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Preventing Cervical Cancer

Written by sshowalter, FoundHealth.

Reducing Your Risk

Very few cancers can be identified so far ahead of the danger point as cancer of the cervix. A decade or more before invasive cancer develops, the cells lining the surface of the cervix begin to show changes visible under a microscope—in plenty of time for definitive treatment. For this reason, a regular, properly performed and interpreted Pap smear is one of medicine's most effective preventive methods.

The stages of progression from a healthy cervix to cancer begin with what is called mild dysplasia: precancerous alterations in structure and activity. Prolonged infection with human papilloma virus (HPV) is thought to be the primary cause of these changes. Subsequently, altered cells spread from the surface of the cervix down toward the underlying tissue. In the early stages, cancerous changes may disappear on their own, but once these cells fully penetrate the lining, progression to true cancer usually occurs within 5 to 10 years.

Luckily some herbal treatments and nutritional treatments are really helpful, especially during these early stages of dysplasia.

Medical treatment consists of watchful waiting for spontaneous regression during the early stages of dysplasia and, if no regression occurs, more aggressive removal of the cervical lining by laser, freezing, or other techniques. These options are usually successful; however, they are invasive and frequently uncomfortable. Take a look at some of the less invasive Treatments for Cervical Cancer.

The vaccine for preventing HPV infection is speculated to markedly reduce cervical cancer risk, although some doctors are wary of other side effects of this vaccine, especially when give to young developing women.

Chemotherapy uses drugs to kill cancer cells. The drugs enter the bloodstream and travel through the body in order to kill cancer cells. The side effects from the chemotherapy come from the fact that it destroys normal cells as well. Chemotherapy may be given either alone or along with radiation therapy . When given alone, it is given in a higher dose designed to kill off cancer cells. When given along with radiation therapy, it is delivered at a lower dose and is designed to make the cancer more sensitive to the radiation.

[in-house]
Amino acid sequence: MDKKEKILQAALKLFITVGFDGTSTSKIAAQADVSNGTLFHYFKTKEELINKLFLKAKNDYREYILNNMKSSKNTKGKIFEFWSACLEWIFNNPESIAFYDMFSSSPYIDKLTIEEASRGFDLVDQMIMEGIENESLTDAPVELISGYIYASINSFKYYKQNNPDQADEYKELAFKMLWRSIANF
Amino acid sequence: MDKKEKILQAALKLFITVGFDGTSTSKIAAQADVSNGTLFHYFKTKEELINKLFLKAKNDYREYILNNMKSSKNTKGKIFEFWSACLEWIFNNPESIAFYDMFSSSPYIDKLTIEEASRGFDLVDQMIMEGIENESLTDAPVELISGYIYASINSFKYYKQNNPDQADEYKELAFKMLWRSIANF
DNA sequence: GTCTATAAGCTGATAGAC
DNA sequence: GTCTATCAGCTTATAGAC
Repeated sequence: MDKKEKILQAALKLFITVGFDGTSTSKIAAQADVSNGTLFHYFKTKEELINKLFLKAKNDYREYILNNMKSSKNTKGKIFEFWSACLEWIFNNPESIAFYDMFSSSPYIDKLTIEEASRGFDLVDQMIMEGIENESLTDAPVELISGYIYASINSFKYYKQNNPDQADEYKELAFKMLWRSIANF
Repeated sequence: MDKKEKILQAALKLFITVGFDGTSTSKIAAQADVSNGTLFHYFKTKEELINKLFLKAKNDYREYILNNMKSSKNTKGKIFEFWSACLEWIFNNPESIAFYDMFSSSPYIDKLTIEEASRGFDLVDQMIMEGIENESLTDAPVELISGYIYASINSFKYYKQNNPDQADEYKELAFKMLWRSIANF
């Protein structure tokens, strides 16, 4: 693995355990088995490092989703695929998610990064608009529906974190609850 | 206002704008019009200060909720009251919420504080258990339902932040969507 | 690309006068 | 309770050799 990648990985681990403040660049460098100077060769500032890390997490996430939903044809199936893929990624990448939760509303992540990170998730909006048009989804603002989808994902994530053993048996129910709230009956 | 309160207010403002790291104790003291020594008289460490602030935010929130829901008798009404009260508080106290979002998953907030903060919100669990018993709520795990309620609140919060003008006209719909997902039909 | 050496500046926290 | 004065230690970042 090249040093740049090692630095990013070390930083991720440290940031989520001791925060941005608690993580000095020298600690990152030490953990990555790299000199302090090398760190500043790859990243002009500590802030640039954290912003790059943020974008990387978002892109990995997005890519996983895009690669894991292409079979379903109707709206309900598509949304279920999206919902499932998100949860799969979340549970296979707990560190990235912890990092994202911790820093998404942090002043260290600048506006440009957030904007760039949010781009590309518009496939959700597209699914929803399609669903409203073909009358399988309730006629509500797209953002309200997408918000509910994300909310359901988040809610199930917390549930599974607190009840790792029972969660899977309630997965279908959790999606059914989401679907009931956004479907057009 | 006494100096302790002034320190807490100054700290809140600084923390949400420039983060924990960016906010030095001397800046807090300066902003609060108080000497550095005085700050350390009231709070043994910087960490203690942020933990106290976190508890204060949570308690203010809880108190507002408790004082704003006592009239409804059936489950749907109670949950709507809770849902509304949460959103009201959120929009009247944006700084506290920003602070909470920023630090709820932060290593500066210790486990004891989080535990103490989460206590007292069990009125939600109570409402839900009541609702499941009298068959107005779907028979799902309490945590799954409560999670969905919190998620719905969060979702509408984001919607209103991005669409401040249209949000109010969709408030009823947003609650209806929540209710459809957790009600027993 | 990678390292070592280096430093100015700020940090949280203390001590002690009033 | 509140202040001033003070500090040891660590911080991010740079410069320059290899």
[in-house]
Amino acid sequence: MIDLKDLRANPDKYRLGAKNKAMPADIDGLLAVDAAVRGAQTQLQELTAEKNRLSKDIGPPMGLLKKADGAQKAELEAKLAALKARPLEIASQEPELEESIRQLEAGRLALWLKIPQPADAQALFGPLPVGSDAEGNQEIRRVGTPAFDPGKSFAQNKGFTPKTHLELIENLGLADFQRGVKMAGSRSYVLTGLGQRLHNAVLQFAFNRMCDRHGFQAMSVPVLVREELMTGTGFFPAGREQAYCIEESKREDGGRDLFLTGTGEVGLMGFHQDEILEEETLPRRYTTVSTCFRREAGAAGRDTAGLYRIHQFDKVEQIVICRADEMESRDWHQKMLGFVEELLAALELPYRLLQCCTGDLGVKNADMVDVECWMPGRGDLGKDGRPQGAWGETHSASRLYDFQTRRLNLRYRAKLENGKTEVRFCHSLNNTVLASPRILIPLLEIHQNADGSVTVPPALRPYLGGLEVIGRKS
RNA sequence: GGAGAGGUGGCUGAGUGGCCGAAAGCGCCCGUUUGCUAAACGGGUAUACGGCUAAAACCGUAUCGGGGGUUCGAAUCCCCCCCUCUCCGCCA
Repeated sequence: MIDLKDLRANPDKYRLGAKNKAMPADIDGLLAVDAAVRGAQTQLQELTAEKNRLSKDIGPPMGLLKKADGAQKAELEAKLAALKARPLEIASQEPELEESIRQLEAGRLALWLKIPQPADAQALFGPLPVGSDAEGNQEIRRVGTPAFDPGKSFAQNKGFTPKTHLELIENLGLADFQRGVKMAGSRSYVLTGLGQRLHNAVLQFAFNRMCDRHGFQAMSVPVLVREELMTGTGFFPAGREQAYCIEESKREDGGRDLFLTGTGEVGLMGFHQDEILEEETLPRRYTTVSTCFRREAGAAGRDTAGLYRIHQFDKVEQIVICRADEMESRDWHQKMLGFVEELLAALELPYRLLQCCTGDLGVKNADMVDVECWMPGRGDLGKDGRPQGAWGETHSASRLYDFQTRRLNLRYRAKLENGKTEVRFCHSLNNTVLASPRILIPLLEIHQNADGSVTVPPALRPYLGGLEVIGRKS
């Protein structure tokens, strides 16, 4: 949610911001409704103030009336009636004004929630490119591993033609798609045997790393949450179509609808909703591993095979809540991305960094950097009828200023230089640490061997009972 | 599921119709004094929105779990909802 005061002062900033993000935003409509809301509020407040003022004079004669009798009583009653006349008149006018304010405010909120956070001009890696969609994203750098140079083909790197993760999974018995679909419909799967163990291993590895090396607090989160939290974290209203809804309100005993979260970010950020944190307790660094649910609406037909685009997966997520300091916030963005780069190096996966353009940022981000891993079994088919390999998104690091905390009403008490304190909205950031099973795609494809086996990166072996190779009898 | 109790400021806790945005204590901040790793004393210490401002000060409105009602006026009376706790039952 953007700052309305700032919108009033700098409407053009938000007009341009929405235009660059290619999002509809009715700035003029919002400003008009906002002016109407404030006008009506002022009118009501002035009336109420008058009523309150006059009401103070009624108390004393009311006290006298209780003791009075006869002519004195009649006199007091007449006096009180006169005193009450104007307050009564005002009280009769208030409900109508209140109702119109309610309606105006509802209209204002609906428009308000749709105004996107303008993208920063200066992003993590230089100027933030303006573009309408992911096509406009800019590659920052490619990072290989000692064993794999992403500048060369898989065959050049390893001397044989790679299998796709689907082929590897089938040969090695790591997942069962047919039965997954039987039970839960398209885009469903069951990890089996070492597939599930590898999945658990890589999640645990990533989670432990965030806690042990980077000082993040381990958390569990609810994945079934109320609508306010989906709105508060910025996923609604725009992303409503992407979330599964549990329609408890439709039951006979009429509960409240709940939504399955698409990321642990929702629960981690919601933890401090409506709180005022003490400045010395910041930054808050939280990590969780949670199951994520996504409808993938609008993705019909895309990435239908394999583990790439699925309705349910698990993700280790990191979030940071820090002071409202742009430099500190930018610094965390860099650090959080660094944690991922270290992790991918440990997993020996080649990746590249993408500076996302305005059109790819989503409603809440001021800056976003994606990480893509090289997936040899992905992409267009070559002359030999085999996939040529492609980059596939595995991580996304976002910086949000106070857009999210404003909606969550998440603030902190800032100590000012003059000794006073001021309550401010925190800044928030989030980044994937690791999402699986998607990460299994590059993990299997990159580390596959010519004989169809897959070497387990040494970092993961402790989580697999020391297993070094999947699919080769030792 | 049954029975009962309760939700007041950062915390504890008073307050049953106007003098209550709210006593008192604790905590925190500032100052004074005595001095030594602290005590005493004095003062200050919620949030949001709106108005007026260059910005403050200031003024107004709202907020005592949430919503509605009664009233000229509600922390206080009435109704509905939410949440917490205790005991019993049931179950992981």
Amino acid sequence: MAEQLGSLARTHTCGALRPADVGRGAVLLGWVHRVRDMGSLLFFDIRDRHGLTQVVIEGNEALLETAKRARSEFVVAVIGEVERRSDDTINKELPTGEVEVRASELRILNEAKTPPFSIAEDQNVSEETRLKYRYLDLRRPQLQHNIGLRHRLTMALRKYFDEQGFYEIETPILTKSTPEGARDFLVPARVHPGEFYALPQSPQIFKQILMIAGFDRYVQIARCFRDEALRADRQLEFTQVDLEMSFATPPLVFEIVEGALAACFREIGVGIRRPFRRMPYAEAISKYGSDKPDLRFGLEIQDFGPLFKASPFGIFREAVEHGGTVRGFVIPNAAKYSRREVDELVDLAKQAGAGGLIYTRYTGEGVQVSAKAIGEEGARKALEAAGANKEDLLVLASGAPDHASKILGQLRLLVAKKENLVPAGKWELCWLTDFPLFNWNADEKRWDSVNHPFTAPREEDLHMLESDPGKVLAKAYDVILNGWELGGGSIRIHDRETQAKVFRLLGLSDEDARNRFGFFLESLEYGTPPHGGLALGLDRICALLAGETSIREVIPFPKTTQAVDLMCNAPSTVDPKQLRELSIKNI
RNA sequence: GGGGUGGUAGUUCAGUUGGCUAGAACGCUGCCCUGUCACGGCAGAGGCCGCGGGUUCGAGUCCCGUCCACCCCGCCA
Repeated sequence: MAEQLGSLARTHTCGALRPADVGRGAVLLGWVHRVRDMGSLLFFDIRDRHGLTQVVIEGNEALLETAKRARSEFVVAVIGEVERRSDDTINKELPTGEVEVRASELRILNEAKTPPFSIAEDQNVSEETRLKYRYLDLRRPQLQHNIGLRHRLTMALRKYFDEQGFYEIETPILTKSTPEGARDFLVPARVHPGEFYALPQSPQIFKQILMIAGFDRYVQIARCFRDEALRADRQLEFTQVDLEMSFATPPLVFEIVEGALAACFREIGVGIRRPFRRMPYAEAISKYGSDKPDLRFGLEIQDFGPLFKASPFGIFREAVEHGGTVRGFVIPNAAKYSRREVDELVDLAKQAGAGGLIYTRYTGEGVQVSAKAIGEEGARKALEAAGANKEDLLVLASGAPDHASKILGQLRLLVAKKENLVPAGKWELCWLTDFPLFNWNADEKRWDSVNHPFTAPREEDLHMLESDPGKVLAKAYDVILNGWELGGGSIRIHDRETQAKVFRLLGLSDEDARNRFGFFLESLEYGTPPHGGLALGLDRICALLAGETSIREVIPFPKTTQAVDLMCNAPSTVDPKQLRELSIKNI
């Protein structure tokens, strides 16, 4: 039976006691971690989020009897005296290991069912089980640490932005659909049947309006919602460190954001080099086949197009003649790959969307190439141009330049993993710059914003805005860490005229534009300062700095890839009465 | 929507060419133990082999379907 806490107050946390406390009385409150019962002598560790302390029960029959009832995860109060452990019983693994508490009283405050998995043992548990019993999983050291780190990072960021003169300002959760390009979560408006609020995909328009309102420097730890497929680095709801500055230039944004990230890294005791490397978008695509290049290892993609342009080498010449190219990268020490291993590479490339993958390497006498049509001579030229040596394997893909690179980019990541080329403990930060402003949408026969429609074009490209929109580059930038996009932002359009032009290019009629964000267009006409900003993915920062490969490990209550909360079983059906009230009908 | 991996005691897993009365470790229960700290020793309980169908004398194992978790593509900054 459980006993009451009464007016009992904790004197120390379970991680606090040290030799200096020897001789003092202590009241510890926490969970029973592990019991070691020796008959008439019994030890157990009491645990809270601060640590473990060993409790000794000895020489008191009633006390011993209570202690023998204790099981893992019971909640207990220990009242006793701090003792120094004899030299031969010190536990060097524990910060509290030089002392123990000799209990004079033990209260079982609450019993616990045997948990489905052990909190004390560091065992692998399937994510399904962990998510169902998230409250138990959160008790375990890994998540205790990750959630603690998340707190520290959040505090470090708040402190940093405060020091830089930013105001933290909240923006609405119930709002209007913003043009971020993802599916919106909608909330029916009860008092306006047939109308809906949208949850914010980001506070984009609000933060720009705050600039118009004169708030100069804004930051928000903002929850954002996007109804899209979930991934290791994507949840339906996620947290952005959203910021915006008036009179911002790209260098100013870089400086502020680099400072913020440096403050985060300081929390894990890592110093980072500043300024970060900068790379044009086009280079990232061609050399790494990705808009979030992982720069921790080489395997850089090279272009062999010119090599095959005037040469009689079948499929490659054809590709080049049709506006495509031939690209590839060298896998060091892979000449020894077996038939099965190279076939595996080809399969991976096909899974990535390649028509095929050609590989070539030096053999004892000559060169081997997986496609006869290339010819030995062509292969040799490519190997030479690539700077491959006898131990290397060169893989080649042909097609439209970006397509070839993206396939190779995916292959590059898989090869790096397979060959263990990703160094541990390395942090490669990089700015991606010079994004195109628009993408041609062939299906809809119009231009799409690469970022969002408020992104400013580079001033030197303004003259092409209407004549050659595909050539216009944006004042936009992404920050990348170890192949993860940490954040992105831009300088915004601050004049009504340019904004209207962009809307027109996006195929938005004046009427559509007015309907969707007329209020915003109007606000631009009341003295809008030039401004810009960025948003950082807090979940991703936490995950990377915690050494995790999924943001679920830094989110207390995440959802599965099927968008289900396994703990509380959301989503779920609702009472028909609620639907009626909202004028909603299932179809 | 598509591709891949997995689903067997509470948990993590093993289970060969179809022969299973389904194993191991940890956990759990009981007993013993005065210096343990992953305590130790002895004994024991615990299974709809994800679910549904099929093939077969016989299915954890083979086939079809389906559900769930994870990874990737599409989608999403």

The amount and type of chemotherapy you receive will be determined by the stage and type of Hodgkin’s disease, as well as factors such as your age and health.

  • Main drug regimen: ABVD ( doxorubicin [adriamycin], bleomycin [Blenoxane], vinblastine , and dacarbazine [DTIC])
  • Other drug regimens: MOPP ( methotrexate [Rheumatrex], vincristine [Vincasar PFS], prednisone , procarbazine [Matulane]) alone oralternating with ABVD orABV, COPP, and ChlVPP ( chlorambucil [Leukeran], vincristine, prednisone, and procabizine)

Other regimens are in development, and you may be eligible for a treatment trial depending on your stage and health. In addition, chemotherapy may be used to prepare a patient for bone marrow transplantation , which may also be used in advanced cases of Hodgkin’s disease or in cases of relapse.

The side effects and amount of time required in the doctor’s office depend on the type of chemotherapy you receive, as well as how many cycles you receive and how often.

Possible side effects of chemotherapy include:

  • Bone marrow suppression resulting in infection
  • Low white blood cell counts
  • Low red blood cell counts
  • Low platelet counts
  • Hair loss
  • Appetite loss
  • Taste changes
  • Nausea and vomiting
  • Inflammation and sores in the mouth, throat, and esophagus
  • Constipation
  • Diarrhea
  • Fatigue
  • Reproductive and sexuality problems and hormonal changes, such as hypogonadism

In addition, certain chemotherapy drugs can cause:

  • Heart damage
  • Nervous system changes
  • Lung damage
  • Liver damage
  • Kidney and urinary system damage

The likelihood and extent of these side effects will vary according to each patient. Ask your doctor what you are likely to experience. If you develop any new symptoms, be certain to report them to your doctor right away. These complications of treatment are always more easily managed when discovered early.

When chemotherapy is given at a lower dose, as when it is given along with radiation, these side effects are less common. However, most people still feel very fatigued.

Some of the medications associated with these procedures may cause infertility. If your fertility is a concern, discuss the possibility of storing sperm or eggs before starting treatment.

References

References:

Hodgkin disease. American Cancer Society website. Available at: http://www.cancer.org/docroot/home/index.asp . Accessed April 24, 2009.

Hodgkin lymphoma. National Cancer Institute website. Available at: http://www.cancer.gov/cancertopics/types/hodgkin . Accessed April 24, 2009.

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